Following PETA India Complaint, Junagadh Police Register FIR Against Abusers Who Mercilessly Beat Dog To Death

For Immediate Release:

22 March 2018


Meet Ashar; [email protected]

Nirali Gada; [email protected]

Cruelty Was Captured on Video That Went Viral

Junagadh, Gujarat – After receiving word that on 18 March, three men allegedly killed a stray dog who was sleeping in a temple in Junagadh by viciously beating him to death with bamboo sticks, People for the Ethical Treatment of Animals (PETA) India worked with the Junagadh police to file a First Information Report against the perpetrators under Sections 34 and 429 of the Indian Penal Code (IPC) and Section 11(1)(a) and (l) of The Prevention of Cruelty to Animals (PCA) Act, 1960. Section 34 of the IPC addresses criminal acts committed by several persons in furtherance of a common intention, and Section 429 prohibits mischievous killing or maiming of an animal, making the offender liable to be punished with a five-year jail term, with or without a fine. The police have identified the perpetrators, and it is expected that arrests will be made shortly.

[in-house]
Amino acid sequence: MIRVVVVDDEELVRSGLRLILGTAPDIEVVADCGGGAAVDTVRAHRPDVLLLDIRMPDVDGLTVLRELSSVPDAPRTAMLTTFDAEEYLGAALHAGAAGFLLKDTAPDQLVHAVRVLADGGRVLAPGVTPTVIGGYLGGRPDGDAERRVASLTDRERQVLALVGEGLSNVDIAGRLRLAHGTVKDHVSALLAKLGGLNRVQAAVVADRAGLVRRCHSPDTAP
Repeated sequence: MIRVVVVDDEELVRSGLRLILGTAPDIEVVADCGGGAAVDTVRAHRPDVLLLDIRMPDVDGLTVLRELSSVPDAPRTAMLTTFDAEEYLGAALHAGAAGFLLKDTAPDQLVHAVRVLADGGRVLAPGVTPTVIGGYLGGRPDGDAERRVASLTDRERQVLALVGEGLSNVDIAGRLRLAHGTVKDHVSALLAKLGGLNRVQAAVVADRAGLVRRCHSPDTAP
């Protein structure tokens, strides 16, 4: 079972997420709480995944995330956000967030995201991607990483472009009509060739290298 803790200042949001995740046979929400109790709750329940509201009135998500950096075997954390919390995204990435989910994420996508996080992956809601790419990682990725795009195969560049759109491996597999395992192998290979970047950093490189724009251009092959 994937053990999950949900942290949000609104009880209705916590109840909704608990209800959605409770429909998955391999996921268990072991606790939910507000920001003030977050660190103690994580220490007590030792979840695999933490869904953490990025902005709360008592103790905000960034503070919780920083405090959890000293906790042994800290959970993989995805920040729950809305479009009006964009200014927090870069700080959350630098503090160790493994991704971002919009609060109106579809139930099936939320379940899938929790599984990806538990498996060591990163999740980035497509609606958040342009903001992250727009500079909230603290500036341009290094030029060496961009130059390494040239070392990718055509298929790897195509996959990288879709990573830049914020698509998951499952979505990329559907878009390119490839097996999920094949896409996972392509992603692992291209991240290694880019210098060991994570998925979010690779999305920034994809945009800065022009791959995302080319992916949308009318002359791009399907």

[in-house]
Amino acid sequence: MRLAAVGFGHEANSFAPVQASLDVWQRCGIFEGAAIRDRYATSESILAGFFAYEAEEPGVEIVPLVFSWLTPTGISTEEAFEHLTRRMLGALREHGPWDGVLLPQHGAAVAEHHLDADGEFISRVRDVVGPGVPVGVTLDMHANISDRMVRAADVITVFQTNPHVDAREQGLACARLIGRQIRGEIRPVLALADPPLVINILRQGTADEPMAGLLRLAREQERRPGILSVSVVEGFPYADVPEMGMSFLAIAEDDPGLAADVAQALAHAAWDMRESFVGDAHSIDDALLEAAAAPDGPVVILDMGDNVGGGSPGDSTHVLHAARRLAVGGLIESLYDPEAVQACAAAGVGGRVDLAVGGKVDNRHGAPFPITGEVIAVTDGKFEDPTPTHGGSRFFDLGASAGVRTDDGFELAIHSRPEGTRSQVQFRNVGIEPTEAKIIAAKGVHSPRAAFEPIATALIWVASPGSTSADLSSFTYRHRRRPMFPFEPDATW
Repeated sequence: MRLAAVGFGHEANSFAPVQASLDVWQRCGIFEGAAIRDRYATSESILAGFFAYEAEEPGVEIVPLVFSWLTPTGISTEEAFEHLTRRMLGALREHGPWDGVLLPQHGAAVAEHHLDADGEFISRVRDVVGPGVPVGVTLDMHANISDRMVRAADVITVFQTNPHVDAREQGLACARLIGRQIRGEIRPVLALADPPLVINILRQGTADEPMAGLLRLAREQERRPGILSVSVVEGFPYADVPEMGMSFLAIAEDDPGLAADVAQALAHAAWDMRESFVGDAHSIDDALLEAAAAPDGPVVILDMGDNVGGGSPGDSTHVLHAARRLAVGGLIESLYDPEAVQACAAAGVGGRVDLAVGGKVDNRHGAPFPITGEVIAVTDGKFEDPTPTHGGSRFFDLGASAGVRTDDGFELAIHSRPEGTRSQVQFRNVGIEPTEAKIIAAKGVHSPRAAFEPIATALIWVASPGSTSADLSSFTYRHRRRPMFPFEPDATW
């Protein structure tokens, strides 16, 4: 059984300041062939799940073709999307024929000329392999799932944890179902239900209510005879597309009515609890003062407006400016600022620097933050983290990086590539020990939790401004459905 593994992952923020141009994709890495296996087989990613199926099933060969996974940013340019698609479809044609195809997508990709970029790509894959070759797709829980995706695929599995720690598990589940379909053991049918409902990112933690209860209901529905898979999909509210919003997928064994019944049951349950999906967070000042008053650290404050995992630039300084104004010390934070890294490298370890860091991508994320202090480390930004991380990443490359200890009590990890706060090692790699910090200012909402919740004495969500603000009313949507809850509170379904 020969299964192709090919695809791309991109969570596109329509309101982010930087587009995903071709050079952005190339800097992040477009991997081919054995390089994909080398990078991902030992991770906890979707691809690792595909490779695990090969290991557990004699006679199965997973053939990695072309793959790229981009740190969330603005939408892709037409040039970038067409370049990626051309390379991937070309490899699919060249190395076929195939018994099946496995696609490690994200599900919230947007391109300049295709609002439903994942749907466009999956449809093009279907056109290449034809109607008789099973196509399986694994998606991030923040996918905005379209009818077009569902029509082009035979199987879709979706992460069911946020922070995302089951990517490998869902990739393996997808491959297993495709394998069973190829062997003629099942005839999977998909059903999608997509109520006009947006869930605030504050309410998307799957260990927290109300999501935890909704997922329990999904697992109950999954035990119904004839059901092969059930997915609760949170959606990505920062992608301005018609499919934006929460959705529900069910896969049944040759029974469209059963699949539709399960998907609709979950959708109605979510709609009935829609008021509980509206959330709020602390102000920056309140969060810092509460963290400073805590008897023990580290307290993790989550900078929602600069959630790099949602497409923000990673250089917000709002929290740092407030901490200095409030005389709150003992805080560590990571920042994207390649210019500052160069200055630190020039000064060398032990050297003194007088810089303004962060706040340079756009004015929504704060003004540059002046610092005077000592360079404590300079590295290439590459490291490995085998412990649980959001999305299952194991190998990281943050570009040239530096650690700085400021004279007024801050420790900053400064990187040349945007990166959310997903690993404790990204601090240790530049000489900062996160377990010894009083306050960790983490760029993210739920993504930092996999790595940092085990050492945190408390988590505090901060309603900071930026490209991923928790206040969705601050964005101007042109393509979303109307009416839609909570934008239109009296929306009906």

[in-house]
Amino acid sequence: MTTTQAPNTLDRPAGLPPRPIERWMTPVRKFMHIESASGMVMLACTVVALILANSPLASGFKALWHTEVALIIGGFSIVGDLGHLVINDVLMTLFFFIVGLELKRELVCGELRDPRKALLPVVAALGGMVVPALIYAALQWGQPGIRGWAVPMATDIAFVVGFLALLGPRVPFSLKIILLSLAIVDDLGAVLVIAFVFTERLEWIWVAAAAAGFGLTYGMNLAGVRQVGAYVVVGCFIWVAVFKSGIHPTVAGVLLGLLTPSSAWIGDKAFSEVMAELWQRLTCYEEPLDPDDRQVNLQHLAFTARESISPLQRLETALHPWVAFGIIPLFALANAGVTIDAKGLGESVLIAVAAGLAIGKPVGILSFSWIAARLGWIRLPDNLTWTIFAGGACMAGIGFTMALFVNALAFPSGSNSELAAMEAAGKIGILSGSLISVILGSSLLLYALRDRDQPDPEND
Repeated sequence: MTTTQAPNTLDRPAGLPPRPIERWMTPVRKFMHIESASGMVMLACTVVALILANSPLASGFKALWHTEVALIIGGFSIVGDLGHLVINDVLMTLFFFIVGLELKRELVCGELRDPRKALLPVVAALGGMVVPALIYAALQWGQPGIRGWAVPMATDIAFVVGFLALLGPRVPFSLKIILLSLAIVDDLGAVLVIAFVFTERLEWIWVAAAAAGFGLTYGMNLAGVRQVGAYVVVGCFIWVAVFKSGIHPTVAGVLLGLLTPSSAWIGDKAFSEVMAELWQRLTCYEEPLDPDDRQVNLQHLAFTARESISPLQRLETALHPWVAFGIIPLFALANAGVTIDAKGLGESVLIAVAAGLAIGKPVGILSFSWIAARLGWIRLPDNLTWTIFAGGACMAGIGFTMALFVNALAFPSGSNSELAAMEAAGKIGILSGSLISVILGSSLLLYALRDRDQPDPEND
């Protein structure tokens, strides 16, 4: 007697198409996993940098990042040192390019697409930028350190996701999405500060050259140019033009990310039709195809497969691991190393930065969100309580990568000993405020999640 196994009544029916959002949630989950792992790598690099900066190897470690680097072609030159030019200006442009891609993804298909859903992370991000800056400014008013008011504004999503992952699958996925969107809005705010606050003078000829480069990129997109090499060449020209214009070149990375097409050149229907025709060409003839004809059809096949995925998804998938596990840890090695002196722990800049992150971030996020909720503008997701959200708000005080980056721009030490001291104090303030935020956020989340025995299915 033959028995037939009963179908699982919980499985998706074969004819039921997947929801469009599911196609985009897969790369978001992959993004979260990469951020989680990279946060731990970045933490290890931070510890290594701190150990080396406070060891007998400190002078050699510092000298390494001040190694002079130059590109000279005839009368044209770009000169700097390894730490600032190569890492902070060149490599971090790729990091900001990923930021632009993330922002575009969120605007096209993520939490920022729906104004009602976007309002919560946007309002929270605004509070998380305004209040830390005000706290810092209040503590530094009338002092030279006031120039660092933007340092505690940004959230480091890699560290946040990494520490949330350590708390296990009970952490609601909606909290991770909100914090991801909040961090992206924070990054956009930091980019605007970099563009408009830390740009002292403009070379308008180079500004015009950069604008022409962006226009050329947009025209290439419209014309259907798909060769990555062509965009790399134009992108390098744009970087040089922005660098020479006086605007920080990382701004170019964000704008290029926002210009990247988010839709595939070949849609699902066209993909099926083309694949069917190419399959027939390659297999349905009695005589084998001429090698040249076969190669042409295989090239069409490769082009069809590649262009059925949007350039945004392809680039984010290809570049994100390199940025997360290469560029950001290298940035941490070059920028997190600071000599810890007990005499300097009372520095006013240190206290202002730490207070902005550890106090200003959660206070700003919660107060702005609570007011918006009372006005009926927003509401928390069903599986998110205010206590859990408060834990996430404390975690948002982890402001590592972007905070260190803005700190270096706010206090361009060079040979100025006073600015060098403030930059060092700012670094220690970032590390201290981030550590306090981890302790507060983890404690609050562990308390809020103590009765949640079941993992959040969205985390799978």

“The pain and fear that this dog must have endured as he was beaten to death by three men wielding bamboo sticks is hard to imagine,” says PETA India Emergency Response Coordinator Meet Ashar. “PETA India is calling for the perpetrators to be punished to the fullest extent of the law, including jail time, and for stricter penalties for acts of cruelty against animals, for everyone’s sake.”

PETA India – whose motto reads, in part, that “animals are not ours to abuse in any way” – notes that research shows that people who commit acts of cruelty against animals are often repeat offenders who move on to hurting other animals or humans. In a study of domestic violence victims, 60 per cent of women said that their abusive partners had harmed or killed their dogs or other animals. PETA India has long campaigned to strengthen India’s PCA Act, 1960, which contains archaic penalties, such as a maximum fine of only Rs 50 for convicted first-time offenders.

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